The Beyond Plastics petition, also backed by the Hip Hop Caucus, a nonprofit that encourages young people to participate in the democratic process, observed that in 1974, the Consumer Product Safety Commission banned vinyl chloride as an aerosol in consumer products, and FDA has banned its use in cosmetics.

“Burning vinyl chloride may create and release dioxins,” among the most toxic chemicals, and can cause cancer and disrupt the hormonal, reproductive, developmental and immune systems, the petition states.  “Vinyl chloride is also often produced in low-income communities and communities of color—a clear violation of environmental justice. We do not want to see another East Palestine toxic train disaster occur. It is within your authority to act and we are counting on you to protect public health and the environment.”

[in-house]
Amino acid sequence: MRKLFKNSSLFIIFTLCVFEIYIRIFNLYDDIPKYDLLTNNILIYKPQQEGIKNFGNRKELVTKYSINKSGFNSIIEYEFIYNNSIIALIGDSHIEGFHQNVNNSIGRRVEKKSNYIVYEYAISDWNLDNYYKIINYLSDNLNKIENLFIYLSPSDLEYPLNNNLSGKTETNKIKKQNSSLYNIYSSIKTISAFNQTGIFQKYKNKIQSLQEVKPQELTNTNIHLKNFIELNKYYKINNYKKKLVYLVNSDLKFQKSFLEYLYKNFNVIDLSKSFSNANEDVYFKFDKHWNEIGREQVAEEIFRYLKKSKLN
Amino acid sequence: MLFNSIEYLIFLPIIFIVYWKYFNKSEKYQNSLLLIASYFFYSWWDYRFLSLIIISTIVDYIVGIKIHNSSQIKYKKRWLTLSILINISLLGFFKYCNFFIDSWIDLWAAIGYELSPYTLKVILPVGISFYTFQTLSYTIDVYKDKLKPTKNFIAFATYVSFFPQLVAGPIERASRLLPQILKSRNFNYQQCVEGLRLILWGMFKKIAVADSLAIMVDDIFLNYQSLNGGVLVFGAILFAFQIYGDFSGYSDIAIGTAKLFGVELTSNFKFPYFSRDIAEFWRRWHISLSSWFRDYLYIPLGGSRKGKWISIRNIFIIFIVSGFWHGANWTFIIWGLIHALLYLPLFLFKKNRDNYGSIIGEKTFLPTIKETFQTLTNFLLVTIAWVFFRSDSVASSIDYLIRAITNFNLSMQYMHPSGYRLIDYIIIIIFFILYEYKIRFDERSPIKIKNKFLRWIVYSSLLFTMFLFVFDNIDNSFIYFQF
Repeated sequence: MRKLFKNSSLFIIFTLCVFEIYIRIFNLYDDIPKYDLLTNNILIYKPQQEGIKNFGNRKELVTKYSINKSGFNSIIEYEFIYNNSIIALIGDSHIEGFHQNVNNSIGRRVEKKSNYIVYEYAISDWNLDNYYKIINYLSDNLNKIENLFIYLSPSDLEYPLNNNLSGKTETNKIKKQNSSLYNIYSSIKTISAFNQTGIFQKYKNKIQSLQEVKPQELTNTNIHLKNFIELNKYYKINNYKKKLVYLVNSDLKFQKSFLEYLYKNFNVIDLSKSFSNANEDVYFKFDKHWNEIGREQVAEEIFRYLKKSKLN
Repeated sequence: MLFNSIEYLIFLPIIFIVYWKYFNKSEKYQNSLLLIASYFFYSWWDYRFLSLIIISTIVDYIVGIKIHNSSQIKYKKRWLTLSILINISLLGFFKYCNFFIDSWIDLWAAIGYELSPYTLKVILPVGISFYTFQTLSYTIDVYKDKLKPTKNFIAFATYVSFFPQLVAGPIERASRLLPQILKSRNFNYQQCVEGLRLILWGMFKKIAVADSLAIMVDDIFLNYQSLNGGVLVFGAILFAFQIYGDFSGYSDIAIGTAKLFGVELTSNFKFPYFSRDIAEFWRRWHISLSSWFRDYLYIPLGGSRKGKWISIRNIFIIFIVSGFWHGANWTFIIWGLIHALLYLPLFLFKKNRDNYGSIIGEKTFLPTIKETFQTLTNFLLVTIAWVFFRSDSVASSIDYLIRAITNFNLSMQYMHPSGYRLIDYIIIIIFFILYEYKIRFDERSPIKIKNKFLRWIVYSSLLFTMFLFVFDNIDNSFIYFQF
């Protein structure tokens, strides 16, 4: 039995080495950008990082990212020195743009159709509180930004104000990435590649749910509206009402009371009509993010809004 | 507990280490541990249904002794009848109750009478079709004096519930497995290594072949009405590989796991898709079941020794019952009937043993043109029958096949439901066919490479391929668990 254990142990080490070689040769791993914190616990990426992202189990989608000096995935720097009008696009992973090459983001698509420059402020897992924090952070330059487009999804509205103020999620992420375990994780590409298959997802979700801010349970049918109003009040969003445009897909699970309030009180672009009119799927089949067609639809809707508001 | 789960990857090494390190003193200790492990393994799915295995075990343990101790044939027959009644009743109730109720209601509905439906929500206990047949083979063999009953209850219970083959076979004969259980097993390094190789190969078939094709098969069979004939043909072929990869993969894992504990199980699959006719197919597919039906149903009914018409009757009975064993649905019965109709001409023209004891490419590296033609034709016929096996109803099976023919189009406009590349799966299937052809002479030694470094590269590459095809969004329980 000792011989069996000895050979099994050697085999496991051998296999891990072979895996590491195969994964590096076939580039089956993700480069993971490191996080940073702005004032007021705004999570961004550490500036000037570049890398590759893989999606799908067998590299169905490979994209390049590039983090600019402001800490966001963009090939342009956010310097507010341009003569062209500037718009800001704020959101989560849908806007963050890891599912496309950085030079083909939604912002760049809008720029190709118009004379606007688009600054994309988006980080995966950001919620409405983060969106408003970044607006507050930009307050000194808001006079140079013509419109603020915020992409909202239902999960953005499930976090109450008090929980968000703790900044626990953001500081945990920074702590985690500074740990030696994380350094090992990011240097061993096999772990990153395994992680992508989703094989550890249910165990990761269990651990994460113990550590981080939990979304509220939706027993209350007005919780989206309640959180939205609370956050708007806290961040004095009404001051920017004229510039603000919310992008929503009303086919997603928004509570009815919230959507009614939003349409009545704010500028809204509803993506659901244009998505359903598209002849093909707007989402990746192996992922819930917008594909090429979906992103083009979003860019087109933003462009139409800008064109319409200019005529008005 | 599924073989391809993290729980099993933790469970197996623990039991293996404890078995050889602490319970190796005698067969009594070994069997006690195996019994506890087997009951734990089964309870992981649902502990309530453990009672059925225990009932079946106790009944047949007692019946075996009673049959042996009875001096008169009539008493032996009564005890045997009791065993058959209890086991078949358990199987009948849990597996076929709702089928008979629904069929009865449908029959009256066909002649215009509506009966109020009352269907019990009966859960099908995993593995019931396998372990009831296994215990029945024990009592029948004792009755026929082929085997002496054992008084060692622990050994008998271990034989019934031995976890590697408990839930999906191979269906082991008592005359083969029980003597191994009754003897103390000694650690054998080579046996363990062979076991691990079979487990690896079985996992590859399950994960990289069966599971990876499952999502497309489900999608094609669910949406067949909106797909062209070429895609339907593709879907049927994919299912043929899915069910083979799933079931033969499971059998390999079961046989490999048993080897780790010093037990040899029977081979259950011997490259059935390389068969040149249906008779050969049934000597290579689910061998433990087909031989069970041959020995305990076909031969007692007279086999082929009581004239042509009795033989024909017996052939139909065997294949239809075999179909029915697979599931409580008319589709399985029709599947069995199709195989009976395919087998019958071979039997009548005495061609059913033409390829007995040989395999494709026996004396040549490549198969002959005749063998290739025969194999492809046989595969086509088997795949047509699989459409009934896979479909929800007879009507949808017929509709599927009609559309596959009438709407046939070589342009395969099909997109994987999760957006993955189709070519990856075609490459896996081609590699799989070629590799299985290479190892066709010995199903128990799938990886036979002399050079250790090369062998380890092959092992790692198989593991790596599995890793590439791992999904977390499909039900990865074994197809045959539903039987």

EPA has ‘Sweeping Authority’

The petition collected 10,000 signatures in its first week and more people are adding their names every day, Enck said. 

EPA’s authority to review the health and safety of chemicals like vinyl chloride and decide whether their use should be restricted or banned falls under the Toxic Substances Control Act, which was amended and signed by President Barack Obama in 2016 after widespread acknowledgment that the original law from 1976 had been a failure. In 2013, the Government Accountability Office reported that of the thousands of chemicals listed for commercial use in the United States, EPA had used its authority to limit or ban just five since TSCA was first enacted.

The EPA, first under President Trump and now under President Biden, has been working its way through chemicals requiring review under the revised TCSA. EPA began with a list of ten chemicals to review for safety and potential restrictions, and the agency has yet to make final determinations on them.

“The existing chemical program gives EPA pretty sweeping authority to protect the public, up to and including a total ban on a chemical,” said Tosh Sagar, an attorney with Earthjustice, an environmental law organization that closely follows TSCA.

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Toxic chemical rules pose test for Biden